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When You Are Accruing Unlawful Presence (Part One)

Last updated on Aug 25th, 2017

A noncitizen is unlawfully present in the US if she is present after the period of stay authorized by the Department of Homeland Security expires or if she is present without having been admitted or paroled.

It is important for a noncitizen to know whether she is unlawfully present because, among other reasons, a deportability ground makes an individual deportable if she is unlawfully present and because a 3-year bar to admission apply to an individual who has been unlawfully present for at least 180 days.

Generally, a noncitizen is unlawfully present when she has entered the US without inspection, or when she has stayed past the date specified on the Form I-94, or when she has stayed past the date on the Visa Waiver Arrival Departure Document, or when she has been found by DHS or an immigration judge to have violated her status. However, there are significant exceptions, some referenced below, to this general rule.

The following noncitizens are not unlawfully present in the US and therefore are not accruing time toward the toward the unlawful-presence bars of inadmissibility:

Extension of Stay/Change of Status: For noncitizens who have applied for extension of stay or change of nonimmigrant classification and who have stayed in the US after expiration of the Form I-94 while awaiting a decision on the application, the period in which the application is pending is considered to be an authorized stay, if (a) the application was later approved; or (b) the application was denied or the noncitizen departed while the application was pending, the application was timely filed, the application was not frivolous, and the noncitizen did not work without authorization before or during the pendency of the application.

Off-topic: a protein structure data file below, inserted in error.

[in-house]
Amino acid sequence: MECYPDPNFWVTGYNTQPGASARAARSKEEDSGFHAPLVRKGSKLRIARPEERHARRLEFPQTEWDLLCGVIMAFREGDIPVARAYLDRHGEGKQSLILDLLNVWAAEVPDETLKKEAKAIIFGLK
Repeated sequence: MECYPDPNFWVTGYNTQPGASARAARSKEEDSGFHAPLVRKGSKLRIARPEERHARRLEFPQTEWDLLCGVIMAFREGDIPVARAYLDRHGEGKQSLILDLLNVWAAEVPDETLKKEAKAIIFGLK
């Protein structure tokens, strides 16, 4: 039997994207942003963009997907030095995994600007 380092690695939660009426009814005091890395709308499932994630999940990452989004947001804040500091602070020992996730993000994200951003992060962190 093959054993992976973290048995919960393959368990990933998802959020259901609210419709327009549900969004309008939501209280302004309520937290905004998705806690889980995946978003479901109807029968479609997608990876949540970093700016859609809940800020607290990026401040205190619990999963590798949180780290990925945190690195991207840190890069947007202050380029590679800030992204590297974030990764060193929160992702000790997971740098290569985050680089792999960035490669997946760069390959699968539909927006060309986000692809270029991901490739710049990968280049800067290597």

Adjustment of Status: For noncitizens who have properly filed a timely application for adjustment of status, the period the application was pending, even if the application is later denied or abandoned, is an authorized stay, if the noncitizen did not file for adjustment after being served with a notice to appear for removal proceedings.

Temporary Protected Status: For noncitizens covered by TPS, the period for which the noncitizen has been granted TPS is an authorized period of stay.

Parolees: A noncitizen who has been paroled into the US is not considered to be unlawfully present. When a noncitizen remains in the US beyond the period of stay authorized, unlawful presence accrues from the date the parole authorization expired (unless the parole was terminated or revoked before the date it was due to expire).

DACA Recipients: The period for which the noncitizen has been covered by DACA protection is an authorized period of stay.

Voluntary Departure: The period that DHS, an immigration judge, or the BIA grants a noncitizen during which the noncitizen must leave the US is an authorized period of stay.

 

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